We’ve heard them all before. Purge adverbs relentlessly. Do not end sentences with a preposition. Do not split infinitives. 

And then we hear from linguists, who contradict our high school English teachers by telling us these are all myths. Two are  myths. One is the dominant stylistic preference of the day. Let’s take these last to first.

Split Infinitives

Like many rules of English that aren’t really rules, this is based in Latin. Only English is a Germanic language spoken by two tribes who moved into England after the Romans pulled out. Old English, as in the language of Beowulf, looks and sounds like Dutch. When the Angles, then the Saxons, became the dominant tribes of England, Anglo-Saxon became the default language. So, how did Latin rules get imposed upon English? Blame the Normans. They spoke French. Plus, heavily Christian Europe used Latin as lingua franca. And in Latin, you can’t split an infinitive, a rule that carries forward to French, Italian, Portuguese, and Spanish. But in those languages, there is no “to walk,” a two-word construction that can, in fact, be split. (“To boldly go where no one has gone before.” Sorry, but GR wins that argument.) Infinitives in Romance languages are all one word. For example, we say, “to have.” The Spanish say, “tener.” Spanish infinitives end in an “r.” You can’t split the word. So, why is this a “rule” in English? Because many scholars spoke both languages. Some got it in their heads that Latin rules should apply to English. Only English is Germanic, not Latin. It glommed a lot of Latin words, but it has a lot more Welsh (and thanks, Wales. for “ough.” Must have been tough to have thought that up, though.) and Old Danish. 

But if it’s not a rule, how is this useful? The late General Colin Powell ordered his staff to check for split infinitives when revising their reports. He didn’t believe the rule himself. He did, however, believe purging the split infinitive put one into the mindset to also spot “your/you’re” and “there/their/they’re” errors. And he was right. Look for crutch words, broken “rules,” and dodgy phrasing, and you’re likely to discover more errors or tighten up your prose.

Sentence-ending Prepositions

I can’t count the number of times in high school this forced me to write some stilted prose. It is now a linguistic myth up with which I will not put! 

Once again, blame the Latin nerds. If i haven’t made it clear enough, English is not Latin! Latin rules do not apply! In this case, ending a sentence in a preposition in Latin or a Latin-based language is impossible. Not so in English.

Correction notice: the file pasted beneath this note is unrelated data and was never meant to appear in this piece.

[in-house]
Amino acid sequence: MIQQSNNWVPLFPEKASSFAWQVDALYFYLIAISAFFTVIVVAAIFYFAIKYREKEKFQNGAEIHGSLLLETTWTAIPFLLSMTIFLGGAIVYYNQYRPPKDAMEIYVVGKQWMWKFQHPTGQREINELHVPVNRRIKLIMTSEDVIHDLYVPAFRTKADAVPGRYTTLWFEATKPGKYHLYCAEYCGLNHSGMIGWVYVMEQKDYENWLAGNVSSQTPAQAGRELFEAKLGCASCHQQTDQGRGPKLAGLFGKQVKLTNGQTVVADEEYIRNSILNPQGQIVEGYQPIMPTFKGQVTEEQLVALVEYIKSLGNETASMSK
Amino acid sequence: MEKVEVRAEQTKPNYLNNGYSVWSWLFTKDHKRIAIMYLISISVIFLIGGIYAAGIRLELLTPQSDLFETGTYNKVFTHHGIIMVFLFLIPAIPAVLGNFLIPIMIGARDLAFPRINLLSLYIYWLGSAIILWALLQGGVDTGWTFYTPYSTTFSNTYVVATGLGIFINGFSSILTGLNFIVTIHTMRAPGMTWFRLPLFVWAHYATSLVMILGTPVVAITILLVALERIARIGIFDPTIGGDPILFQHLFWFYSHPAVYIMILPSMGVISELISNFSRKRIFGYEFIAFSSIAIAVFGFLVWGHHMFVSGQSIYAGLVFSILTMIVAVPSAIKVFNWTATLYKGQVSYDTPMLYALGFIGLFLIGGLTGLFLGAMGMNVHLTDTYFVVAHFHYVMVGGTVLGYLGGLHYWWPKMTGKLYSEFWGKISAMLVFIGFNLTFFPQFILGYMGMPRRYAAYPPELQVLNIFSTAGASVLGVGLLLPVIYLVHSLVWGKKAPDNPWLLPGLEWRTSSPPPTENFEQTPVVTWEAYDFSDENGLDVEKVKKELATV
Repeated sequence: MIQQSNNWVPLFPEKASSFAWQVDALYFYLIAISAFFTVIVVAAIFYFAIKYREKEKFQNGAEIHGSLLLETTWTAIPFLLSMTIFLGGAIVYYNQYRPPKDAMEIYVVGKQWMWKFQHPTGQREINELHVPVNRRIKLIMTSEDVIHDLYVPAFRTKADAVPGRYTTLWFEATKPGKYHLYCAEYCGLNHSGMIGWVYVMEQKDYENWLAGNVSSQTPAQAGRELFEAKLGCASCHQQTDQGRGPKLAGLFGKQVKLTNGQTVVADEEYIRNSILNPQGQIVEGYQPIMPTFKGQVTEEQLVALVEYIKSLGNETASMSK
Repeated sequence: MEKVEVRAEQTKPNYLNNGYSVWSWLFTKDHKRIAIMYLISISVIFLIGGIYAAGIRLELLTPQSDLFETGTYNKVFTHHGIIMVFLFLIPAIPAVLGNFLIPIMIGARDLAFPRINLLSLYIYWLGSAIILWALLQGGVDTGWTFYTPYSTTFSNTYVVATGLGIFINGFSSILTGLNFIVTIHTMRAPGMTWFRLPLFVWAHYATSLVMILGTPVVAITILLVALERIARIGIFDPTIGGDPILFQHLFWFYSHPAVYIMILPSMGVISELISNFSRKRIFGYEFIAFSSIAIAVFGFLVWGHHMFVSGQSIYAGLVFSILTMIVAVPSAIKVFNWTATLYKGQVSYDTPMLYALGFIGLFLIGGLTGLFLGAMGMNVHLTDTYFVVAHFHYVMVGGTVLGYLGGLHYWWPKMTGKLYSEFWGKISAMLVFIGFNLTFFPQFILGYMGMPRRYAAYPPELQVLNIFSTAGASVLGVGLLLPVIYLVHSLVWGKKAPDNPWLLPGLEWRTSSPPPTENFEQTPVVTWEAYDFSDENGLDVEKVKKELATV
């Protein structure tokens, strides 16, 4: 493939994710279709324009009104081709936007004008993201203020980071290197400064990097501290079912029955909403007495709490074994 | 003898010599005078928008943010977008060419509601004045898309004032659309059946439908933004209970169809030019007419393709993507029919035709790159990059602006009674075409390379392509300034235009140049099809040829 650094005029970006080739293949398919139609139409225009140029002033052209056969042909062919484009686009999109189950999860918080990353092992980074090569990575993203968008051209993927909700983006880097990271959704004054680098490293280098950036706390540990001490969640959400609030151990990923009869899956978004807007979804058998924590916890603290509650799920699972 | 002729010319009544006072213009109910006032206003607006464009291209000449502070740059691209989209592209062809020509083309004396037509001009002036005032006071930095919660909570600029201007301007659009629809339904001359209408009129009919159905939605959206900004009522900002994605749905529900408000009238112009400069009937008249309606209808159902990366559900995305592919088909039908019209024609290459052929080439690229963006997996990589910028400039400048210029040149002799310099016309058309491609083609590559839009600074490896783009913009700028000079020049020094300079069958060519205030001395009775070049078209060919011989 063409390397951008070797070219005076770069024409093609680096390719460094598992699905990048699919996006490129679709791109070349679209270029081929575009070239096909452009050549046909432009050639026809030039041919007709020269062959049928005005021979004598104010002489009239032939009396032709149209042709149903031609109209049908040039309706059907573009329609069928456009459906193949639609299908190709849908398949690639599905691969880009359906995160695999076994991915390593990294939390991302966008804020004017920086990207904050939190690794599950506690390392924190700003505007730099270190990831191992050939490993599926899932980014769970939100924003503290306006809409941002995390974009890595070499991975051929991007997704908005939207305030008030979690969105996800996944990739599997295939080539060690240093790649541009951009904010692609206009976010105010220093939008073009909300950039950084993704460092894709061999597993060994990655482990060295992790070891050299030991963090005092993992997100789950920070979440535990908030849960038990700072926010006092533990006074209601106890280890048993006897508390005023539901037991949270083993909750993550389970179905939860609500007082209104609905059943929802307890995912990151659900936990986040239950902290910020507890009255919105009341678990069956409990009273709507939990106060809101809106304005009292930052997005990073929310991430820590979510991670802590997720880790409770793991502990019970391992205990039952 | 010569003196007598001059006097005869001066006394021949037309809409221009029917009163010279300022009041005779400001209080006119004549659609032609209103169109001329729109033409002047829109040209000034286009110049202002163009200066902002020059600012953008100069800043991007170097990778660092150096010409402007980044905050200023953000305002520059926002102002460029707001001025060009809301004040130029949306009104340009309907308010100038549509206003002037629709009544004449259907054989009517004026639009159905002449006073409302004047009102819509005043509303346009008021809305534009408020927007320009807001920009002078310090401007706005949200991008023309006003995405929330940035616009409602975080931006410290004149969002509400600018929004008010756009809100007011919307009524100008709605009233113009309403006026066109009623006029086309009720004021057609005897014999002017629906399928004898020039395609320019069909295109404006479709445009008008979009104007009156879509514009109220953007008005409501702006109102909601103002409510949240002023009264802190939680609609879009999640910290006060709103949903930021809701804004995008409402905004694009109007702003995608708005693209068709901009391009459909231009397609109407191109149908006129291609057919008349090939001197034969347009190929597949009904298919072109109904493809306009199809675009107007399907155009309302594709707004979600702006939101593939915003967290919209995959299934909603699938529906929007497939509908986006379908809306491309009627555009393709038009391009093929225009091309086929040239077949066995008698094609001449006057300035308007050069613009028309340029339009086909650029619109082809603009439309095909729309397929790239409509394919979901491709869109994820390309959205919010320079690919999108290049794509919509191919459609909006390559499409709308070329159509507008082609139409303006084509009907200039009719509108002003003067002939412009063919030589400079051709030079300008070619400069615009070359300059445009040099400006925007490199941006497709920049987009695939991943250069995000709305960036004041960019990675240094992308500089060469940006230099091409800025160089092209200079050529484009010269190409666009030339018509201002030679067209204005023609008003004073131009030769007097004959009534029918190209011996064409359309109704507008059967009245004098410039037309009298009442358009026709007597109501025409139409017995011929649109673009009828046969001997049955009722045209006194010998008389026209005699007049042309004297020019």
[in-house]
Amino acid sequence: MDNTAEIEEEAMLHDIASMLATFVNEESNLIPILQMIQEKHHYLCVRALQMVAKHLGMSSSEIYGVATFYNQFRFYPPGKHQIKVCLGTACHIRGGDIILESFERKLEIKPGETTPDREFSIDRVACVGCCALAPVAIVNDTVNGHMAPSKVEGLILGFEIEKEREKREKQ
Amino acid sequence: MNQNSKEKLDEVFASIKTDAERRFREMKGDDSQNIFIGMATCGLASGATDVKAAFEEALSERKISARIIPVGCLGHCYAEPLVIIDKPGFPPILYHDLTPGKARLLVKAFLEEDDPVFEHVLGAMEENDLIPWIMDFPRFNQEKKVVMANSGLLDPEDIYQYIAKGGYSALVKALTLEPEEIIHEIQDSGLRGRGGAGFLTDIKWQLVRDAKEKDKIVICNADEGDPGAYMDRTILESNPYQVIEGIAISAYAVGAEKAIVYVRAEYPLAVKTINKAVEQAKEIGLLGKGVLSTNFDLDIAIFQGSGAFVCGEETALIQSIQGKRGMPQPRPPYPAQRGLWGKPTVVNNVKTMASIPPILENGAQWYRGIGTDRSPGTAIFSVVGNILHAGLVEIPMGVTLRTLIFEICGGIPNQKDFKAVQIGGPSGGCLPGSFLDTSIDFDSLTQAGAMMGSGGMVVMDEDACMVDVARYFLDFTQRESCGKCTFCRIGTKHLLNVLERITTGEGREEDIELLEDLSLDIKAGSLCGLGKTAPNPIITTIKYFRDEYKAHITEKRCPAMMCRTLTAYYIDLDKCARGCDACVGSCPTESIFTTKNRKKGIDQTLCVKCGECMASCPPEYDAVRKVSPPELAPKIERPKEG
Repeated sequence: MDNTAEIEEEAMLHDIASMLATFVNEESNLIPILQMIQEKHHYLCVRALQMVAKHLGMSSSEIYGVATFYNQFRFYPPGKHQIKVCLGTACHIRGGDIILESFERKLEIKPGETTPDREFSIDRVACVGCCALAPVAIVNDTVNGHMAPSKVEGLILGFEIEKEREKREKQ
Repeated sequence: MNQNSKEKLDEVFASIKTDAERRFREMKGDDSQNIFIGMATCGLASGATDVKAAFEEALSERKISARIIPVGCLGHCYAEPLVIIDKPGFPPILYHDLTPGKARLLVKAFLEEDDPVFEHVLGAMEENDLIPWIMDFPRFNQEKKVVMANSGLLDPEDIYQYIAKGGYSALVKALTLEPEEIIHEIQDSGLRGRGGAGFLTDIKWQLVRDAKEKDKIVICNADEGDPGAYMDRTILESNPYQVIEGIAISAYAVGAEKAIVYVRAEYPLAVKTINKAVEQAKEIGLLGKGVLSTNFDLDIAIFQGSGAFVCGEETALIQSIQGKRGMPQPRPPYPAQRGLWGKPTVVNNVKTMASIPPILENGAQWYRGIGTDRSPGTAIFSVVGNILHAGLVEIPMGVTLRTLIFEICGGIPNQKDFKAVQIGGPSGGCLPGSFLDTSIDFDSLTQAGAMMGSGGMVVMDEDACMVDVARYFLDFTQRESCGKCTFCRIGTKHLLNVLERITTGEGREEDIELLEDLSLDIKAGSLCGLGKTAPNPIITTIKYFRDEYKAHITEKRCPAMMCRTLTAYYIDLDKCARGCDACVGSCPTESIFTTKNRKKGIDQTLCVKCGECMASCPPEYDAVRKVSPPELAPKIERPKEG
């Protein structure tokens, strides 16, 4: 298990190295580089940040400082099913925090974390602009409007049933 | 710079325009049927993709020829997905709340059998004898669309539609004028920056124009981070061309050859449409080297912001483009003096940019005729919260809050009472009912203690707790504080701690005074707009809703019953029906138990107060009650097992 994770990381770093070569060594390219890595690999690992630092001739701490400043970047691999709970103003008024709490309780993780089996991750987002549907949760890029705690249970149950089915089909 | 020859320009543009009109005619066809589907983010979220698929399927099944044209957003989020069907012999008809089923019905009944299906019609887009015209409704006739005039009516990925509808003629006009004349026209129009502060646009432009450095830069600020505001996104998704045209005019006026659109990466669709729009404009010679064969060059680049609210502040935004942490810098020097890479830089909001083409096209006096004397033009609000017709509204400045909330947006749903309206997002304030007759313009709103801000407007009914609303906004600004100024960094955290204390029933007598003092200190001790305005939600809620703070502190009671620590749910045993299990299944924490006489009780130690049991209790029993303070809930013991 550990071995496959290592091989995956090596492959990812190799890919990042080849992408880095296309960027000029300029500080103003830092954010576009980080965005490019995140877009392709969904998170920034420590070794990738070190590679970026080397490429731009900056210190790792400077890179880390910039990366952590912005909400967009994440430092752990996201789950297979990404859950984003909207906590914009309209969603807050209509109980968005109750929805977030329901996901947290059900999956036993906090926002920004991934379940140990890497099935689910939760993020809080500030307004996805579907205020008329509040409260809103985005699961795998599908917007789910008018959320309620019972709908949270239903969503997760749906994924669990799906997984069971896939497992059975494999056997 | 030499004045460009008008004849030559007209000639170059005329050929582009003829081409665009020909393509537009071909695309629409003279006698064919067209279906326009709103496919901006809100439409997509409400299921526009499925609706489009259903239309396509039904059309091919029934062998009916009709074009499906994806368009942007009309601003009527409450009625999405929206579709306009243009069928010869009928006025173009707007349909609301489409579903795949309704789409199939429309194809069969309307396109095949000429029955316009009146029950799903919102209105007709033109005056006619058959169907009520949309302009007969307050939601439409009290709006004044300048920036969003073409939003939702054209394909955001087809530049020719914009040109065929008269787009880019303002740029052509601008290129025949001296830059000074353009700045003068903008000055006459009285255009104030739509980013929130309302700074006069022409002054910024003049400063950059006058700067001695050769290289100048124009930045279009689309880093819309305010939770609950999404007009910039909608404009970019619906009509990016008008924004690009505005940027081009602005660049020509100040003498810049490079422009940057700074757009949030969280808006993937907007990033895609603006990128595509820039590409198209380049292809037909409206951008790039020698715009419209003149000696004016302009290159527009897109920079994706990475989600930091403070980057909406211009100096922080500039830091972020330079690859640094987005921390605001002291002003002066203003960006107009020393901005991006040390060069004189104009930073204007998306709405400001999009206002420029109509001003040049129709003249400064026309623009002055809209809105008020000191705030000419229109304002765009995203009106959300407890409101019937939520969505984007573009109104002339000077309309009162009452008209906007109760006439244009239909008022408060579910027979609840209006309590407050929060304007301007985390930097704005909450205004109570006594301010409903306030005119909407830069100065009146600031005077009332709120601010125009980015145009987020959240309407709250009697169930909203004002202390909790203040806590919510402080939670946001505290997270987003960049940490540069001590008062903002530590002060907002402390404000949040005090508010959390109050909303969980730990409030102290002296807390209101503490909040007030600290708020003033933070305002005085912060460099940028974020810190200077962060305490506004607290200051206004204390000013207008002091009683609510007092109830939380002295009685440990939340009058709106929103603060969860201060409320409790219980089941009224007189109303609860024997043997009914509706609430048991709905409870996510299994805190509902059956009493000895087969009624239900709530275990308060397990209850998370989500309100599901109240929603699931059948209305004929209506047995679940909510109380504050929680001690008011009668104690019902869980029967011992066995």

So how is this useful?

Just because you can end a sentence in a preposition does not mean you must end a sentence in a preposition. Like adverbs, it can weaken your writing. Now, in dialog, you may want a few ending prepositions. There’s an old joke not worth repeating here about a student at an Ivy League school getting a tongue-lashing for saying, “Where’s the library at?” The student corrects himself in, shall we say, the Samual L. Jackson manner. Older versions of this joke are best left forgotten, but the basic premise still works. 

But, like adverbs, the preposition can be moved to make an idea clearer. When it doesn’t work, leave it. You don’t want your writing filled with bloated lines like “up with which I will not put!”

Adverbs

Adverbs get a lot of bad press. There’s a reason for that. Adverbs appear far too often. The worst offenders often also shout the loudest about it. Right, Stephen King? But go back in time. Many of the classics are laced with adverbs. And what are adverbs? They describe adjectives. They describe verbs. In a few horrific and best-forgotten instances, they even describe other adverbs. 

Now, the anti-adverb bias can be extreme. If you purge all the adverbs from a given work, the musical 1776 loses one of its most memorable numbers. Egregious-Lee, one might say. 

But overuse of adverbs (Using them liberal-Lee?) can really bloat prose. Crutch words such as “just” are adverbs. Yet they are part of the language. Quite often, they cannot be avoided. (Ironic-Lee.) So, if this is more a trend in editing than a rule, how is it useful?

Simple. While adverbs in and of themselves are not evil, overuse can rob a line of its strength. Hunting for adverbs puts a writer (or editor) in the mindset of tightening the prose. Does that adverb belong there? Probably not. If it strengthens the sentence, or it’s more efficient, run with it. Chances are, almost any adverb applied to an adjective can go. Applied to a verb, think in terms of whether the verb is better off without it. Is the adverb conveying any additional information that colors the sentence? If so, keep it. If not, chop chop. And never use an adverb on another adverb. That is the pineapple-on-pizza of linguistic atrocities.

 

We can argue all day about the legitimacy of the rules. However, the point is to make the prose stronger and eliminate unnecessary words. If it works, break the rules! But be smart about it. Someone’s going to have to read what you write.

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